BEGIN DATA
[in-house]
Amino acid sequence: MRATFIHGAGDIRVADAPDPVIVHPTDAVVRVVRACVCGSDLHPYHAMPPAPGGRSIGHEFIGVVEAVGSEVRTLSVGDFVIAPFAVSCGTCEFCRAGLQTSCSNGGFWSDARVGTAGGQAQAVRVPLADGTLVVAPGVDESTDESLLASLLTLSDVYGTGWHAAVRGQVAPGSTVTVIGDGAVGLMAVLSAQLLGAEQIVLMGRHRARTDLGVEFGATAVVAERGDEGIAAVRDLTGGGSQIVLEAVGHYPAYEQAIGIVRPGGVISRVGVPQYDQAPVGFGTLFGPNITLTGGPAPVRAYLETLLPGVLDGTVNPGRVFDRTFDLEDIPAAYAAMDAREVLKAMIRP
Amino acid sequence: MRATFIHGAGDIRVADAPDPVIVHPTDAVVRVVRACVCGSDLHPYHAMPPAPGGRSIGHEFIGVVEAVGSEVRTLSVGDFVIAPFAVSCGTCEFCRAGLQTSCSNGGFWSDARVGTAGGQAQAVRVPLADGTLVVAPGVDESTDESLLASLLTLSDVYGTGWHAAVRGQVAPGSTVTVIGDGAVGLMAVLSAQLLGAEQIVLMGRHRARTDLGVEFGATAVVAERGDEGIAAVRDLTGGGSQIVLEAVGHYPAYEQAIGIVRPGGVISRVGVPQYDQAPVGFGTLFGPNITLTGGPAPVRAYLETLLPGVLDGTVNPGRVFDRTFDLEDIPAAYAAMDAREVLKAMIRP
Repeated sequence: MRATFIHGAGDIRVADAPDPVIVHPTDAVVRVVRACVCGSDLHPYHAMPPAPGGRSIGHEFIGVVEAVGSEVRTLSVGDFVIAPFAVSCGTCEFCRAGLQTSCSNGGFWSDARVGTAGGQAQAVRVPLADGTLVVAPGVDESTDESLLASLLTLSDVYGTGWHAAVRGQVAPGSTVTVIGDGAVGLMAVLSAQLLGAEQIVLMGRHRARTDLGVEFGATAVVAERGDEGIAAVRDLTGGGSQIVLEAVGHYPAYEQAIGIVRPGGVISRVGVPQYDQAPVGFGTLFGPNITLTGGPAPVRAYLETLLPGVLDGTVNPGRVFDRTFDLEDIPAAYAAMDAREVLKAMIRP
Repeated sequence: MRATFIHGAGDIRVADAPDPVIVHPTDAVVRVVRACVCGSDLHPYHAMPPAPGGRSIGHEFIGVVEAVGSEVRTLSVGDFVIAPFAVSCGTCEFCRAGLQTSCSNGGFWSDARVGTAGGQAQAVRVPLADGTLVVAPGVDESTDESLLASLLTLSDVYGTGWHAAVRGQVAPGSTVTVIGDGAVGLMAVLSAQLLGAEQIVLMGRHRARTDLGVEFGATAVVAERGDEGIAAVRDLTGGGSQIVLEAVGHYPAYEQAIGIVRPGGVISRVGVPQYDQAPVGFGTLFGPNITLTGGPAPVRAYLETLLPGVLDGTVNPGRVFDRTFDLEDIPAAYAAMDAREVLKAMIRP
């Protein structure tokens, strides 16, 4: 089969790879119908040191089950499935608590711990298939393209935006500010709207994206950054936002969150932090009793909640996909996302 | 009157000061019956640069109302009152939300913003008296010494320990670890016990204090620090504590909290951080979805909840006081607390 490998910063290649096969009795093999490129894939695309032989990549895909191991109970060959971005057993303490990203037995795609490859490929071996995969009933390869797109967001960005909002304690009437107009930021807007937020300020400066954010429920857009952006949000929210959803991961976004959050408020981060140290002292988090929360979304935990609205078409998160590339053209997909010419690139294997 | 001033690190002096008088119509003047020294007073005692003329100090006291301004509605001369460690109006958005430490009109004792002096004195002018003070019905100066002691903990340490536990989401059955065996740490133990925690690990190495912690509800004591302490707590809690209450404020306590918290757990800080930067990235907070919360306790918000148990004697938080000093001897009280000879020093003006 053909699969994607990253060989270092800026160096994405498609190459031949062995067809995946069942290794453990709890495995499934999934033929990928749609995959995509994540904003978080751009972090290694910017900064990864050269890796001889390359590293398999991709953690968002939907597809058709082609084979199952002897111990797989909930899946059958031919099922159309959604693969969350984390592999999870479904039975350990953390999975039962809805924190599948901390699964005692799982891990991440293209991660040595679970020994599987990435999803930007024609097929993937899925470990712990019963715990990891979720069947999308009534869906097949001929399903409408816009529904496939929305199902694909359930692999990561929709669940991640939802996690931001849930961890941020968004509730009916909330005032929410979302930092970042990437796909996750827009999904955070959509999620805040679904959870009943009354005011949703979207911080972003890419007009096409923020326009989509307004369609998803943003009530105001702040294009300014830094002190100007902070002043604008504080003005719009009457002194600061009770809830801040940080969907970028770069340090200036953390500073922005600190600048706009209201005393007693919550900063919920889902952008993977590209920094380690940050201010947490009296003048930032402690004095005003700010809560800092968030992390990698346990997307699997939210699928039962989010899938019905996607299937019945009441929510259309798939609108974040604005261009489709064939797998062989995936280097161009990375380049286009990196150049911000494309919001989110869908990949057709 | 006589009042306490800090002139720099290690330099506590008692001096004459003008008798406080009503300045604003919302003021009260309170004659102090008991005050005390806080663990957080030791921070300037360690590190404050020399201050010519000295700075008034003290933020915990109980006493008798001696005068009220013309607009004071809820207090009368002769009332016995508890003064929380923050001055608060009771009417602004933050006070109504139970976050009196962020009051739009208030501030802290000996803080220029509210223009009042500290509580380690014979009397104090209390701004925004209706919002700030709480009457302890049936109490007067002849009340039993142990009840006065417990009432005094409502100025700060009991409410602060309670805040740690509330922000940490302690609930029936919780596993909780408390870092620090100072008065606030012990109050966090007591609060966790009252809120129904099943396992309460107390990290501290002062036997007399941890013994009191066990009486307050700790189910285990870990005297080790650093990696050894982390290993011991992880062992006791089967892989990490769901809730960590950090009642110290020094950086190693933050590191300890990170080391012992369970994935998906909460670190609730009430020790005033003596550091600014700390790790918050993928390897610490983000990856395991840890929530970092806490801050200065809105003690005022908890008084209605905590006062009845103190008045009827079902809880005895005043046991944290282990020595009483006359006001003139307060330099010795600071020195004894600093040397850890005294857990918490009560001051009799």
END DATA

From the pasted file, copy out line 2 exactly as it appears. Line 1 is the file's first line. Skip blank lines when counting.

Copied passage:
Amino acid sequence: MRATFIHGAGDIRVADAPDPVIVHPTDAVVRVVRACVCGSDLHPYHAMPPAPGGRSIGHEFIGVVEAVGSEVRTLSVGDFVIAPFAVSCGTCEFCRAGLQTSCSNGGFWSDARVGTAGGQAQAVRVPLADGTLVVAPGVDESTDESLLASLLTLSDVYGTGWHAAVRGQVAPGSTVTVIGDGAVGLMAVLSAQLLGAEQIVLMGRHRARTDLGVEFGATAVVAERGDEGIAAVRDLTGGGSQIVLEAVGHYPAYEQAIGIVRPGGVISRVGVPQYDQAPVGFGTLFGPNITLTGGPAPVRAYLETLLPGVLDGTVNPGRVFDRTFDLEDIPAAYAAMDAREVLKAMIRP